But he strongly opposes the coalition's proposal. Instead, he told us, state regulations like those forthcoming from CARB and other piecemeal reforms are the answer.
"The coalition's main goal is to unionize the drivers," Aboudi said. He was wearing a baseball cap emblazoned with two American flags and the words "Oakland Trucker." An immigrant from Israel, he has been at the Port of Oakland since 1992. "If these guys choose to be owner-operators, why are you rocking the boat? You can't be playing with my livelihood just because you want to get union dues," Aboudi said. "Truckers want to own a piece of the American dream. They want to own their own truck."
It's an appealing image to many. Kevin Leonard, an owner-operator trucker who contracts with Aboudi and others, told us he doesn't want to give up his independent status. "I have the freedom to work when I want," he said. "I don't see how the Teamsters can represent me better than I can."
The trucking industry as a whole says the coalition plan will force away trade and drive out small trucking companies, which will have to maintain the trucks and start paying benefits such as health insurance and workers' compensation.
Yet Assemblymember Sandré Swanson (DOakland) brushed aside those arguments. "I've been involved in Bay Area politics for more than 30 years," he told us. "I've seen these same claims made against farmworkers as they were organizing for better conditions. I've seen these arguments made when we were raising the minimum wage. I think the opposite is true. If you have a workforce with a livable wage, it's a more productive workforce, and I think everyone benefits. Truckers deserve more, and we're going to do what we can to help them."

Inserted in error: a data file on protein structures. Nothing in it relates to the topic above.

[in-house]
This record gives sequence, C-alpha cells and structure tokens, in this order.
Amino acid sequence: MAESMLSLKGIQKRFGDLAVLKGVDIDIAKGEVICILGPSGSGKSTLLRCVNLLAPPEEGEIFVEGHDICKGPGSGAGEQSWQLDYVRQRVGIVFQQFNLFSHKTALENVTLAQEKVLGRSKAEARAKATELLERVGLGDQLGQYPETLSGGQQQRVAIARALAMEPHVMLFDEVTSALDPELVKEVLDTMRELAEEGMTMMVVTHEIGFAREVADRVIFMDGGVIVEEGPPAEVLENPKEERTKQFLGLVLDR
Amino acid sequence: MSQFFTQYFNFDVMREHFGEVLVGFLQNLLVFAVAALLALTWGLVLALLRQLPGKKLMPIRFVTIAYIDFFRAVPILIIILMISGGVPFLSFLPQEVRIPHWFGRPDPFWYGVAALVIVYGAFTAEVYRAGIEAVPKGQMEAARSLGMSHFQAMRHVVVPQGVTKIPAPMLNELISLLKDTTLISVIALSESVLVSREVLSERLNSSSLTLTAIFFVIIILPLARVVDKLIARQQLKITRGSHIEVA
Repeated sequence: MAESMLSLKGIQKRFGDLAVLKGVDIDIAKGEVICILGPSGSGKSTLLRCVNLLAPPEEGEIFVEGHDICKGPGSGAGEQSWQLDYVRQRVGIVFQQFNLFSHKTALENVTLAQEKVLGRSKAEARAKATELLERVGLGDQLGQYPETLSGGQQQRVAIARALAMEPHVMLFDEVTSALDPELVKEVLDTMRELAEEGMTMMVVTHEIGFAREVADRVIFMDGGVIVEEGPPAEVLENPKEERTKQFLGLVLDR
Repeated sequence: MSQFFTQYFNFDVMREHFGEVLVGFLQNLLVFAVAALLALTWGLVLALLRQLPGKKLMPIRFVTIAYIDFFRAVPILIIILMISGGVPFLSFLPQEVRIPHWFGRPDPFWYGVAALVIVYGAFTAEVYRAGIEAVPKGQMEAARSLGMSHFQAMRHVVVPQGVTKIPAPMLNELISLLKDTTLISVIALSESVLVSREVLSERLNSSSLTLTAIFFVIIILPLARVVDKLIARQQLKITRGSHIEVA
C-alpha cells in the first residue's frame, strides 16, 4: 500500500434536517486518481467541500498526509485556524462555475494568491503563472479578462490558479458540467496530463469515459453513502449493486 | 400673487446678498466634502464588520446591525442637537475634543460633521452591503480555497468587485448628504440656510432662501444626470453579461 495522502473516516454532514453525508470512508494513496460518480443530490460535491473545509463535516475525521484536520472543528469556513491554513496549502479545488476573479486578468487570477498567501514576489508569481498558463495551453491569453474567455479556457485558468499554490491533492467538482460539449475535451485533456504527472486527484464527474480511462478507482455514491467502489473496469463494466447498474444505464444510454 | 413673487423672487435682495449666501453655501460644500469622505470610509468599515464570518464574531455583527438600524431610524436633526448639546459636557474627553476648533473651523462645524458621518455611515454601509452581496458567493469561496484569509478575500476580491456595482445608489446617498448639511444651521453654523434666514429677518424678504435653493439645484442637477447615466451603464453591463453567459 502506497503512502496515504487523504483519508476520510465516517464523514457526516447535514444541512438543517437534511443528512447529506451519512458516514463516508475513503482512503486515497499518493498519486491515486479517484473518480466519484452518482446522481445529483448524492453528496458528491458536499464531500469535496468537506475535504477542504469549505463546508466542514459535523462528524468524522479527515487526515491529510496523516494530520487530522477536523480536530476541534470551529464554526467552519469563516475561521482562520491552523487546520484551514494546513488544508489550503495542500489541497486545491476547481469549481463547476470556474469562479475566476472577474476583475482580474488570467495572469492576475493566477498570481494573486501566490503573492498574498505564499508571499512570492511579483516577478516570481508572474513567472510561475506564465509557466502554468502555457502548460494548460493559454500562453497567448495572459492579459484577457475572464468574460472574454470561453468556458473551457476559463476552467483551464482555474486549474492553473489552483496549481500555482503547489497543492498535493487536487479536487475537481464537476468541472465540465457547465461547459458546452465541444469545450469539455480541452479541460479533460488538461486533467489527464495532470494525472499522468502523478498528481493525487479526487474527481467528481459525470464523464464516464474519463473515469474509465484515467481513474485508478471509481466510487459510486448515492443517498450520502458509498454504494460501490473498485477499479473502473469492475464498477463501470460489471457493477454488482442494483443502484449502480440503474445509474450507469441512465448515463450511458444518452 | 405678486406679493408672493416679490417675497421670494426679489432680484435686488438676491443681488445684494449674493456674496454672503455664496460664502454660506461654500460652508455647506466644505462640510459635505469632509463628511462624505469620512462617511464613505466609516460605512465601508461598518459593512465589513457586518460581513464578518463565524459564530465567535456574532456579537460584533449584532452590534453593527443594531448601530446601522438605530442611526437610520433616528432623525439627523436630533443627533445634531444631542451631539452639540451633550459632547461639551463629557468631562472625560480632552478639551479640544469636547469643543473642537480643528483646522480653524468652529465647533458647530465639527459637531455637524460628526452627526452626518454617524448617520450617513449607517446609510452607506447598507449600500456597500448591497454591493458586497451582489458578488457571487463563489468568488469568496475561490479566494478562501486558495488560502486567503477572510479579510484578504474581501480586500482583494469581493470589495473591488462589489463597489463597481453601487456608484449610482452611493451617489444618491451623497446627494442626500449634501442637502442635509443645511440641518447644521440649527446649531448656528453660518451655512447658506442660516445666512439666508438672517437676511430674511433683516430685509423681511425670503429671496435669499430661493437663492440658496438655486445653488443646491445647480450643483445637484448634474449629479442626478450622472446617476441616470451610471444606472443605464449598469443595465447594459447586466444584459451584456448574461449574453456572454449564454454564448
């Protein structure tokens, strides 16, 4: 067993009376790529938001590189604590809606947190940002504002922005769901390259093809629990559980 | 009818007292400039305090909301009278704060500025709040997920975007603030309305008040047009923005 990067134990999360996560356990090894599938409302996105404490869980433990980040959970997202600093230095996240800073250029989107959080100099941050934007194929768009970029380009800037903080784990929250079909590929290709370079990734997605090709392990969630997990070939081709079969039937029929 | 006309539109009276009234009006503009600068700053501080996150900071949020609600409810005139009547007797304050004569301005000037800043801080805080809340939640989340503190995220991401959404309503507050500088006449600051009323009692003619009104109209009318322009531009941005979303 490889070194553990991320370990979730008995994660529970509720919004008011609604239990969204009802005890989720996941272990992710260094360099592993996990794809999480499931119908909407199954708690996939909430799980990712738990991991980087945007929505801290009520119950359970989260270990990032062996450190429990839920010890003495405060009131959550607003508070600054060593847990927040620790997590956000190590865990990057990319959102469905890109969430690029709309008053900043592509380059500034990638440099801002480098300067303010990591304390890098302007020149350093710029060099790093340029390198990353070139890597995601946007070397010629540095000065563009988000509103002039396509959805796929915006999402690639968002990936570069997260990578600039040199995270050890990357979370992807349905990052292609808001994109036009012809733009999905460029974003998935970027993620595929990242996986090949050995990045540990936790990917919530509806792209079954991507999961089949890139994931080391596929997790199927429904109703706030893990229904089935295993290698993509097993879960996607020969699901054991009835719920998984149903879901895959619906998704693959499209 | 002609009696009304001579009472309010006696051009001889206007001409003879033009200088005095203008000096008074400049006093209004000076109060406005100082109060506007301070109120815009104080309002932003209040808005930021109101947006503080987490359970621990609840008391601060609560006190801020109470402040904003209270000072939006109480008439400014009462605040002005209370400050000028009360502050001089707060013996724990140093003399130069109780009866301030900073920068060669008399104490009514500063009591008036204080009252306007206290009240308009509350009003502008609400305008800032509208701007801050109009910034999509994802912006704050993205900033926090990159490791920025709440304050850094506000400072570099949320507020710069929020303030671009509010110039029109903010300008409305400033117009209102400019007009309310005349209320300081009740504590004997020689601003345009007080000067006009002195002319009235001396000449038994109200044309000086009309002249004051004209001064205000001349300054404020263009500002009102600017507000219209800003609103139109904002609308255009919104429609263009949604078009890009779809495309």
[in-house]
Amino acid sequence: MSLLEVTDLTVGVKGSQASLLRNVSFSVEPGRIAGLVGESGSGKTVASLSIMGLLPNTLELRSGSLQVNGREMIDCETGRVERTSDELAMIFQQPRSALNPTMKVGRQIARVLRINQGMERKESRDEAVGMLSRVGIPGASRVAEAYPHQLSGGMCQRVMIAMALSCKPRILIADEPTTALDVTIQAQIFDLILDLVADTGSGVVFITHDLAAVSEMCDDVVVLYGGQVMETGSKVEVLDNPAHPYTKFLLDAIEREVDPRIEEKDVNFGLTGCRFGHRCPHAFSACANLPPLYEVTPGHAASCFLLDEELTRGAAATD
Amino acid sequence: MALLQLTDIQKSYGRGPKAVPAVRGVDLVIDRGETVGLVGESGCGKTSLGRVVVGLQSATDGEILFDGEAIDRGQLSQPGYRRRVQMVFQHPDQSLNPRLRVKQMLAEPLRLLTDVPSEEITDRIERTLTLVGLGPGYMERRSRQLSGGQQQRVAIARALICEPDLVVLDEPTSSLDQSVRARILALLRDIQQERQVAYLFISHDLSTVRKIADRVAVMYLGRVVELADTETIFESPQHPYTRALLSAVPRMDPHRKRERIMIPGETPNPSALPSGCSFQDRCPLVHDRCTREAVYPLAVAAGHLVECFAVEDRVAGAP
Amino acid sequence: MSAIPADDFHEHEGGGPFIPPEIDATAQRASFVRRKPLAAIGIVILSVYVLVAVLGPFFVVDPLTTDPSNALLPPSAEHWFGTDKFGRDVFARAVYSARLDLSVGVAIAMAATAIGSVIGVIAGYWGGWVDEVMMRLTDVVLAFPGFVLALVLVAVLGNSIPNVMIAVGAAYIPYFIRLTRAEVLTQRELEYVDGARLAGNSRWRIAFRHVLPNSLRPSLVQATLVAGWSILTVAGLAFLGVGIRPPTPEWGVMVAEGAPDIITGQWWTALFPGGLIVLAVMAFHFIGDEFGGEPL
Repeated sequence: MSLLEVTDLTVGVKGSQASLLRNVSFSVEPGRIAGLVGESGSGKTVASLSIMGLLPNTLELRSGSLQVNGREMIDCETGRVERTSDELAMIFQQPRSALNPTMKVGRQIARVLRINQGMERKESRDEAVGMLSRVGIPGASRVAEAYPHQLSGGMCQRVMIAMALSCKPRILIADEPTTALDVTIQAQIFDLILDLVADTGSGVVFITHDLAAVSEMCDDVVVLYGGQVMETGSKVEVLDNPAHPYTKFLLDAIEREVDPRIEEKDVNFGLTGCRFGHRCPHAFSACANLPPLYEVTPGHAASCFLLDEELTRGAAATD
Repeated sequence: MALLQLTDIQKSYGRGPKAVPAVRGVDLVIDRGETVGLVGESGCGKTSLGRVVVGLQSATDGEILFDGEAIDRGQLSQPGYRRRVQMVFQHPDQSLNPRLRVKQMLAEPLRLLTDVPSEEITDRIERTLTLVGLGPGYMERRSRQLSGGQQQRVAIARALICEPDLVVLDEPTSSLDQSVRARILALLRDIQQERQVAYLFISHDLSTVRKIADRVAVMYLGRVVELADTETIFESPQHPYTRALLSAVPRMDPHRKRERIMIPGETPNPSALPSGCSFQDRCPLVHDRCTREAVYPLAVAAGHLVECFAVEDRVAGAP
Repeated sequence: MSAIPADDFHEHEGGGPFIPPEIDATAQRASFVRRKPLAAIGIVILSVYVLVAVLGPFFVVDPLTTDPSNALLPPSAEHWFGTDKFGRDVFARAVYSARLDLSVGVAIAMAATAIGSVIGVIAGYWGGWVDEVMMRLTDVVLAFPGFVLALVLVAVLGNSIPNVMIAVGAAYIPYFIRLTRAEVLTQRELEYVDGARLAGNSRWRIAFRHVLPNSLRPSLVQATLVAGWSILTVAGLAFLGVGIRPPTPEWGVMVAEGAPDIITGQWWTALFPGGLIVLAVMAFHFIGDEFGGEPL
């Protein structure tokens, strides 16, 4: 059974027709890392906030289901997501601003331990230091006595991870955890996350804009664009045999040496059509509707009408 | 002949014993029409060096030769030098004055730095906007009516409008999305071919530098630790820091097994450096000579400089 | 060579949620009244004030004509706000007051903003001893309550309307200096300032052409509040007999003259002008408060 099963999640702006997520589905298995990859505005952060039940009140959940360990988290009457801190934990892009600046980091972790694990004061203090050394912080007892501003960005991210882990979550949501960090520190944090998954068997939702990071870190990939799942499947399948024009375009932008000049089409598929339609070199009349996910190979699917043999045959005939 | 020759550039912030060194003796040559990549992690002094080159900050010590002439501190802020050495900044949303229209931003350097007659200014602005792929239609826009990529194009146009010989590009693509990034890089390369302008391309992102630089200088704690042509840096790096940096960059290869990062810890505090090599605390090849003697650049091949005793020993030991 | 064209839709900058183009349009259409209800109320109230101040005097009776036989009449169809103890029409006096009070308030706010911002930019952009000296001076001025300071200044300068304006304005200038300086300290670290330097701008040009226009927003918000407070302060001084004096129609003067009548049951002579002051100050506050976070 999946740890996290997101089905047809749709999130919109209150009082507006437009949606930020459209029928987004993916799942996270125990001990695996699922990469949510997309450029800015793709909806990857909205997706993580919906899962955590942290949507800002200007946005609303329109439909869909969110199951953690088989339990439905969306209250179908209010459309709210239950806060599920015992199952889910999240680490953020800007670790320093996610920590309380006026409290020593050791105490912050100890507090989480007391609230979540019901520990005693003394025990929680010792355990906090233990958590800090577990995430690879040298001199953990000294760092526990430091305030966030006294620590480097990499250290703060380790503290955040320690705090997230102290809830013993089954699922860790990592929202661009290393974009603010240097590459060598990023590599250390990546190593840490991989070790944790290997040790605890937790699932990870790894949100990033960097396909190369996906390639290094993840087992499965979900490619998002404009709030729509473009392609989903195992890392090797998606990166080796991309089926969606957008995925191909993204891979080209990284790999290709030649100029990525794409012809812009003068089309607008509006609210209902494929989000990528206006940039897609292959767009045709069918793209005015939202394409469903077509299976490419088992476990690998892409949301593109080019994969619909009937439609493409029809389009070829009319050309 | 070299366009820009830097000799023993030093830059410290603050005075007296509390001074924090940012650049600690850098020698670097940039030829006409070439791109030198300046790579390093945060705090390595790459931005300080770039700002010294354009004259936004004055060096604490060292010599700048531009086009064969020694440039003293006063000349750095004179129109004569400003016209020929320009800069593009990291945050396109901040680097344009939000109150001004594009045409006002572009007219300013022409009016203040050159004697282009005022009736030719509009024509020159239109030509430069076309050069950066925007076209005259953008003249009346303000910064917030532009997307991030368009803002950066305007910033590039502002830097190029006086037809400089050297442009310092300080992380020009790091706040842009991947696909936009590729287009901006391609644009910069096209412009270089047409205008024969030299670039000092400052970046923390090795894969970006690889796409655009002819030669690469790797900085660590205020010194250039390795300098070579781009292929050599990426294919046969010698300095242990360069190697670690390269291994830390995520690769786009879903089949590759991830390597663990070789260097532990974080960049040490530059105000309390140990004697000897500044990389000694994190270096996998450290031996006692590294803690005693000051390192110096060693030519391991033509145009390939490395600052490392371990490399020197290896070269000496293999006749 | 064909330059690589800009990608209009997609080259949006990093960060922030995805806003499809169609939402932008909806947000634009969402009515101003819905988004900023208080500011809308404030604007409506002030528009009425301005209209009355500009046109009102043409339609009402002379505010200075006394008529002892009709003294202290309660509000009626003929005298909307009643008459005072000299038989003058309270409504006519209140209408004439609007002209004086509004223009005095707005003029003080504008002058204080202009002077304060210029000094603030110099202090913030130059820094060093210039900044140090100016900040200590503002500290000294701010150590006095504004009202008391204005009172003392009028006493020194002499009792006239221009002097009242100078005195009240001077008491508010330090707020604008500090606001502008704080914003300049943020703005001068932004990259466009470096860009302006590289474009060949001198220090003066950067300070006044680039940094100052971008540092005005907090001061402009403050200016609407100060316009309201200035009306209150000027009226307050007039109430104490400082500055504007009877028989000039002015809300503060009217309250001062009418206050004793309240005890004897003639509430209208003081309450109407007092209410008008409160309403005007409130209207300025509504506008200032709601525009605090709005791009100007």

Oakland City Council president Ignacio de la Fuente, who drafted and helped pass a minimum-wage law for port employees, told us he supports the right of truckers to unionize but labor and environmental concerns must be balanced with economic growth. "You can't ignore the fact that you have the port of Oakland competing with other ports," he said. "I support the fact that the Teamsters are going to bargain collectively on a national level. This port competes with other ports, and you cannot be put at a disadvantage."
Bloch says the coalition's target is the shipping companies, not the trucking companies. "The shippers are hiding behind the trucking companies," he told us. "On the one side there are the giant shipping companies, like Wal-Mart and Target, huge global companies that demand low prices from trucking companies. On the other side are tiny trucking companies, immigrant truckers, and communities of color. Wal-Mart's slogan is 'always low prices,' but 'always low prices' means one out of five children in West Oakland with asthma and drivers making $8 an hour who can't support their families."
Oakland mayor Ron Dellums may be signaling his support for reform with two new appointees to the Port Commission. Even before he took office, Dellums was working to influence the Port Commission; as mayor-elect, he requested that outgoing mayor Jerry Brown hold off on appointing a new nominee so Dellums could appoint someone working on environmental and community impacts. He lost this battle when a majority of the city council voted to appoint Mark McClure, the director of marketing at a business technology company focused on security.
Dellums's latest appointees, announced earlier this month, are a marked contrast to the business-oriented appointees of the Brown era: Victor Uno, a financial secretary with the International Brotherhood of Electrical Workers, and Gordon, the longtime resident and environmental activist in West Oakland.
"The port's policy has been all about business and not about the people," Gordon told us.
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